rainwater harvesting – making every drop count

Blockages in the rainwater harvesting system

With rainwater harvesting whatever can go wrong does.  After fall I cleared my gutter of leaf debris and left it at that.  Silly me!  I didn’t consider that the 2″ pipe from the downspout outlet to the storage tank might be clogged with leaves.  It was only when rainwater collection by the one tank was less than expected and when, during a downfall, I saw rainwater cascading over the gutter, that I figured I had a problem.

Clearing the blockage was not too difficult.  I removed what I could by hand and then expelled the rest with water pressure from the hose.  I decided in future to use a mesh screen in the outlet to catch leaves before they enter the pipe.  However, I also needed a simple means for identifying and preventing the recurrence of future blockages.


Rather than spray water from the hose onto the roof and let it dribble into the gutter I cobbled together a simple fixture which is attached to a hose and, with the aid of a long stick (or broom), hoisted in place over the gutter. The hose is switched on and water enters the gutter, the downspout and then (audibly) the tank. The bottom left link (in the picture) is attached to the hose. The top left link is sealed and its purpose is probably redundant. Water enters from the bottom left, veers right at the tee and then down at the elbow into the gutter.


How a drip of rainwater produces a flood

The other problem I encountered with my rainwater harvesting was unexpected rainwater loss.  During my 7 day vacation to the West Coast there was 0.5″ of rain.  I expected all my catchment tanks to rise.  However, the carport tank level did not go up, in fact it fell.  I did not give this too much thought until I noticed how wet the gravel was around the lower level storage tanks and I then noticed that a connector at the lower level was copiously leaking rainwater from the higher level carport tank.  I measured the rainwater loss and it was 250ml in 1 minute (metric is so much easier to use).  Which equates to 1 litre in a 4 minutes and therefore 15 litres in an hour.  I was gone 7 days which is 168 hours (7×24) which is 2,520 litres (168×15) which is 665 gallons (2,520x.264).  So in 1 week I lost approximately 670 gallons of rainwater.

The carport has a length of 27 ft and a width of 24 ft.  So the capture/catchment area is 648 sq. ft (27×24).  There are 7.48 gallons of water per cubic ft.  The recent 0.5″ of rainfall on the carport produced 27 cubic ft of rainwater (648 sq ft x 0.5″/12) which equates to 202 gallons (27 cu ft x 7.48 gal/cubic ft).  When I left on vacation I had approximately 500 gals and with the rainfall there should have been say 700 gals and when I returned there was barely any water because I had lost almost 700 gals from leakage.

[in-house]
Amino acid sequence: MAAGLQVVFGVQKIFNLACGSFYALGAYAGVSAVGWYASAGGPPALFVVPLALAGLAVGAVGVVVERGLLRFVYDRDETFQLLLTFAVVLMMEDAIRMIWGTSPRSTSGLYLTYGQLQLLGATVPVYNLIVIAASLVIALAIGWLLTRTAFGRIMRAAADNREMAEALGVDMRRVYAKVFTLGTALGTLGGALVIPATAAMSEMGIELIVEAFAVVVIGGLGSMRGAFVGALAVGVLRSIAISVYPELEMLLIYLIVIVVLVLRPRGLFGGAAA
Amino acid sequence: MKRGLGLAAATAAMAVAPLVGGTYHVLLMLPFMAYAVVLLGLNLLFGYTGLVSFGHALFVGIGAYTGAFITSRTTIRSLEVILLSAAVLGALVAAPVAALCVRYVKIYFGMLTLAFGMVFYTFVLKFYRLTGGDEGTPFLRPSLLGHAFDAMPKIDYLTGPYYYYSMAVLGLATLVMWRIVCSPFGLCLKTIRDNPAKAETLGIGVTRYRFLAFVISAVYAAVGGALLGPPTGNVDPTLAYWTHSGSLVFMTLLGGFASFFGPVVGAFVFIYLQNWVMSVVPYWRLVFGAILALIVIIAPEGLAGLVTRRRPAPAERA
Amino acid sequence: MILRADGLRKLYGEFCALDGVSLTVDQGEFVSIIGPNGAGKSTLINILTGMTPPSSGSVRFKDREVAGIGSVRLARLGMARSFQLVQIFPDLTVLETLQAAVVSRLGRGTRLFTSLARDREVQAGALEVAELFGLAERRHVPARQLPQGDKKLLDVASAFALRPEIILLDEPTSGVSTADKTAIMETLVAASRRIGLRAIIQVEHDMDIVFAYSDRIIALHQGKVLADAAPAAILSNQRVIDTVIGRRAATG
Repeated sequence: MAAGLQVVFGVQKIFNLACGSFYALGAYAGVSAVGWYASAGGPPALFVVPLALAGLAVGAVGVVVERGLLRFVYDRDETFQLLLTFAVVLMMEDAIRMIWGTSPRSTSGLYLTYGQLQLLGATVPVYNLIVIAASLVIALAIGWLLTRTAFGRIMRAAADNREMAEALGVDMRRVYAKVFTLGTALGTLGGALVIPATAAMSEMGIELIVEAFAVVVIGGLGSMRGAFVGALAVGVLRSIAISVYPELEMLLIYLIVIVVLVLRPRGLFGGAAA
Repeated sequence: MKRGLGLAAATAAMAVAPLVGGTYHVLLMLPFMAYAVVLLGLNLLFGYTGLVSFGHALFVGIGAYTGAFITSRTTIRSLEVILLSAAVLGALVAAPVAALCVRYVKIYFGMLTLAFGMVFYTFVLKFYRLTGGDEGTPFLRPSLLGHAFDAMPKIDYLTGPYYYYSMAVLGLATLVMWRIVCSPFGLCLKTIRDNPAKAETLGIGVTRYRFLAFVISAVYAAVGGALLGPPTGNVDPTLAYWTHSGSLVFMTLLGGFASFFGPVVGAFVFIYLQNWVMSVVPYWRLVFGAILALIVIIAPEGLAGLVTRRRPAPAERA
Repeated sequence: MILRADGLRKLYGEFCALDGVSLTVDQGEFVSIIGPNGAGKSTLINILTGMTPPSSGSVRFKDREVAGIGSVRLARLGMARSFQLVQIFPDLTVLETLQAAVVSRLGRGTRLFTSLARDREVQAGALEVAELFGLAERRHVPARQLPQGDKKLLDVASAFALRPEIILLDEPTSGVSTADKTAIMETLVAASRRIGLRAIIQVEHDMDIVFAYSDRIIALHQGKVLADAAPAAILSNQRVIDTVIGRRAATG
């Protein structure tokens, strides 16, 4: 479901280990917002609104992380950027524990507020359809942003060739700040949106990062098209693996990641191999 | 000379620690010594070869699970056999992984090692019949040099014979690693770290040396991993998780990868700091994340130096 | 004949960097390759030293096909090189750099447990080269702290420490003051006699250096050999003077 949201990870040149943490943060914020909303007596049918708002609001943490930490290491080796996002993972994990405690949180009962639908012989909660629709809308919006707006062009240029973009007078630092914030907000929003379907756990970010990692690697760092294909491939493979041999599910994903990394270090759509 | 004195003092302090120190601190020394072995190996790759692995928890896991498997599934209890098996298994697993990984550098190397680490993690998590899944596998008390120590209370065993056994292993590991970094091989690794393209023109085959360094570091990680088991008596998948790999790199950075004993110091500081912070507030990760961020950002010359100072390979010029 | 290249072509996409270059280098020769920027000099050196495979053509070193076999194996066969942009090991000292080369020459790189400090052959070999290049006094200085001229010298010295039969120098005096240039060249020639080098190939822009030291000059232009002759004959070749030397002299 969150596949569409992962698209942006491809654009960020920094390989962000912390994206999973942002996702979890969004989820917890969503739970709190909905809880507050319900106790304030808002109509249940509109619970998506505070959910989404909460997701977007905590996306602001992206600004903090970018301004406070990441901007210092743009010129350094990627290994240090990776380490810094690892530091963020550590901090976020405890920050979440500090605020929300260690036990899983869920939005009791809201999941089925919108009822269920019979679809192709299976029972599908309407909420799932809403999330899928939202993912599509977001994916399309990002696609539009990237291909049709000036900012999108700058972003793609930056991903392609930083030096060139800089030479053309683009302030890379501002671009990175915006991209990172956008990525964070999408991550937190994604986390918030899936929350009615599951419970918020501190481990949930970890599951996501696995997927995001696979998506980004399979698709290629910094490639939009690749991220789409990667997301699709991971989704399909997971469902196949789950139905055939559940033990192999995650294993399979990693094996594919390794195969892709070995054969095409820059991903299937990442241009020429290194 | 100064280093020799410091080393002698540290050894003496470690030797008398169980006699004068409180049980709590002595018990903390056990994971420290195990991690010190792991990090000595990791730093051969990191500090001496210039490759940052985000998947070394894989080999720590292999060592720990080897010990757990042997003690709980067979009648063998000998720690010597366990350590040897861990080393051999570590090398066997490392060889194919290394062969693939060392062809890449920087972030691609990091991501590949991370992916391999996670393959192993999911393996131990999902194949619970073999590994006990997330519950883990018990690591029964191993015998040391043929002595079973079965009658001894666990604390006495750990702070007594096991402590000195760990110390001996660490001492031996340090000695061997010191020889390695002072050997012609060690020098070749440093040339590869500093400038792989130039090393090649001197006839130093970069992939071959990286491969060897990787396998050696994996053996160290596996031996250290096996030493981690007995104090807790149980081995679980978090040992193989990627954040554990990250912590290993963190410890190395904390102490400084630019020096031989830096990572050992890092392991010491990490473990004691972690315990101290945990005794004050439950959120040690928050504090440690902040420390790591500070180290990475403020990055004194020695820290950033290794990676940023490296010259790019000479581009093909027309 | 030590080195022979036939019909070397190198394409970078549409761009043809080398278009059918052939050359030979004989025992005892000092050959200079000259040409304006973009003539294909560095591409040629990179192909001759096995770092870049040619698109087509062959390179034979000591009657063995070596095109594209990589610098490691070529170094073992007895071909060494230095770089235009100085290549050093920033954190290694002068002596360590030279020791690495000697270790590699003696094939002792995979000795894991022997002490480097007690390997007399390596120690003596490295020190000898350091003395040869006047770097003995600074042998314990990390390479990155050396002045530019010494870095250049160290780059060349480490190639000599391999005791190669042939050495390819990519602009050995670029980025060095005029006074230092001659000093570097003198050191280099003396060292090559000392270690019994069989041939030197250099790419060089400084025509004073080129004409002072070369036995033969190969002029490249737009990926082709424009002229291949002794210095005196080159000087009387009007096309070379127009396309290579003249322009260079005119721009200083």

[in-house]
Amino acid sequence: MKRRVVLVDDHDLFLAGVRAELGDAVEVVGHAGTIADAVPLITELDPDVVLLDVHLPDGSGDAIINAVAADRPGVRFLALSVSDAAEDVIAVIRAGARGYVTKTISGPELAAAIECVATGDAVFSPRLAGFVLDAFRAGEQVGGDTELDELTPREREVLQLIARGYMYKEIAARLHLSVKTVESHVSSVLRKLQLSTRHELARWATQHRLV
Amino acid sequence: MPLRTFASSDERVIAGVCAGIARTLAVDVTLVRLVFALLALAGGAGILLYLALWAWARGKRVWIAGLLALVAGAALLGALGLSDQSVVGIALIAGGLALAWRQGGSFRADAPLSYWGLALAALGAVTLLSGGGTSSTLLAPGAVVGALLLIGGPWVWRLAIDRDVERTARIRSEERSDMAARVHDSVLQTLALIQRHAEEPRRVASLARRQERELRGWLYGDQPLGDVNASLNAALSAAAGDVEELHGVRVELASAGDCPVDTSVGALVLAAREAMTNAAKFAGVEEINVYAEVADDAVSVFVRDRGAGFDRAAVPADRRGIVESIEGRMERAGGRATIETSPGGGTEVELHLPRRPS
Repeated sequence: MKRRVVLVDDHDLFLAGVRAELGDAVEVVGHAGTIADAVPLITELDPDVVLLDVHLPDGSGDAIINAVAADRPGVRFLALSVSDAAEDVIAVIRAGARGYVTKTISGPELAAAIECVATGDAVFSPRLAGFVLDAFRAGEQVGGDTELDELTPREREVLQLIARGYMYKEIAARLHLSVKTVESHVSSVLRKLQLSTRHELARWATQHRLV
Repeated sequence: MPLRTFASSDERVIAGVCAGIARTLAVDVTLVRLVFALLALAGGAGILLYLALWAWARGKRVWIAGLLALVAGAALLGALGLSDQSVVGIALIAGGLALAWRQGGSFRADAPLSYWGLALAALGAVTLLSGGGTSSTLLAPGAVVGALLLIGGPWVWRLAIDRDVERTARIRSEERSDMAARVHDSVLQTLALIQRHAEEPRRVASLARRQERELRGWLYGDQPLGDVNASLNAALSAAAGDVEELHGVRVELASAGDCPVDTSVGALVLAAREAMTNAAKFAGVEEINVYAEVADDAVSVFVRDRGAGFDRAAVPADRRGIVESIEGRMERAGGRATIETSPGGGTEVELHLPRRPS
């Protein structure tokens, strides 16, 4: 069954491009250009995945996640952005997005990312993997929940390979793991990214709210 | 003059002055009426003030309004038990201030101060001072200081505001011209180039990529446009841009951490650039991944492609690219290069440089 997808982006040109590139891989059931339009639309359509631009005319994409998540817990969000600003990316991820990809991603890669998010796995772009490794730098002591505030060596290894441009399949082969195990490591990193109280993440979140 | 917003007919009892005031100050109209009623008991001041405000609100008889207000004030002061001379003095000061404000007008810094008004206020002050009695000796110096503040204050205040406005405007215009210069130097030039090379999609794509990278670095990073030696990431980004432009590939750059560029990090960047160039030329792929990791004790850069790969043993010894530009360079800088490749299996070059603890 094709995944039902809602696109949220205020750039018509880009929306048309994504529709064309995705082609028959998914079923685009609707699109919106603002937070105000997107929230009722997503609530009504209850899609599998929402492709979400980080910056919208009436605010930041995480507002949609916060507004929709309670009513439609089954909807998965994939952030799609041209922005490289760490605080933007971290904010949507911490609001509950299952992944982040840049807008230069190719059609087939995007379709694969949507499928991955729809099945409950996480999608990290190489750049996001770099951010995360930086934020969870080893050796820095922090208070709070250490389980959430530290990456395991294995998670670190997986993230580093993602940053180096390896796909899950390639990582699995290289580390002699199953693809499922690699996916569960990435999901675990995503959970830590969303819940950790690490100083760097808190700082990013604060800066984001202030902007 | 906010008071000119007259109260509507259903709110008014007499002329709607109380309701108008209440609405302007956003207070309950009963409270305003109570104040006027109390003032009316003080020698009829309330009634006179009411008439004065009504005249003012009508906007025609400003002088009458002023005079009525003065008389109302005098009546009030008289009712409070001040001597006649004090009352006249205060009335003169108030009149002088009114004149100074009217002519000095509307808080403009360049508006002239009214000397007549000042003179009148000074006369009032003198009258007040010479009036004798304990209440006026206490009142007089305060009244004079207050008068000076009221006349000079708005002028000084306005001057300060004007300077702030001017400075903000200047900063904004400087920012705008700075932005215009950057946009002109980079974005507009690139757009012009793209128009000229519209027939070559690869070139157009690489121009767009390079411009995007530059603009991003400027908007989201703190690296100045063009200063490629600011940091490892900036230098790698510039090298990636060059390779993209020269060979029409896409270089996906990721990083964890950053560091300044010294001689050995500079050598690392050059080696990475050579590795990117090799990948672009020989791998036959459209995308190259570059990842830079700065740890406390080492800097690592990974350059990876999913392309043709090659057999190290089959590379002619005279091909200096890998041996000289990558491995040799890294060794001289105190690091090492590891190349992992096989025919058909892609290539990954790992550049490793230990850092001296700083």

measuring water loss with graduated beaker + stopwatch
new valve components before ptfe tape assembly












My solution was two fold: 1) tighten the clamp  at the fitting; 2) since the fitting was at the bottom of the hill where water pressure is greatest, I inserted a second valve at the top of the hill where psi is less and therefore there is less pressure to force a leak.  For the second valve I used a steel insert into the high pressure end rather than a plastic insert since steel inserts are longer and provide a tighter fit.  Hopefully this ends my rainwater losses and my rainwater harvesting will be more efficient.



6 thoughts on “rainwater harvesting – making every drop count”

  1. Here in Europe it’s very common to collect your own rainwater. The system that works here, and nearly everyone uses, involves what we call ‘waterbutts’ or the water containers with only high level pipes. In this way, as the water comes in, it fills the first tank almost completely, then starts overflowing into the second, and so on.

    If you leave several inches of space between the top of the waterbutt and the overflow pipe, then it allows for some space in the container in case an unexpectedly large flow of water comes in. This also keeps the waterbutt from filling all the way, which is handy too because otherwise the contents will slosh over the top with the slightest bump.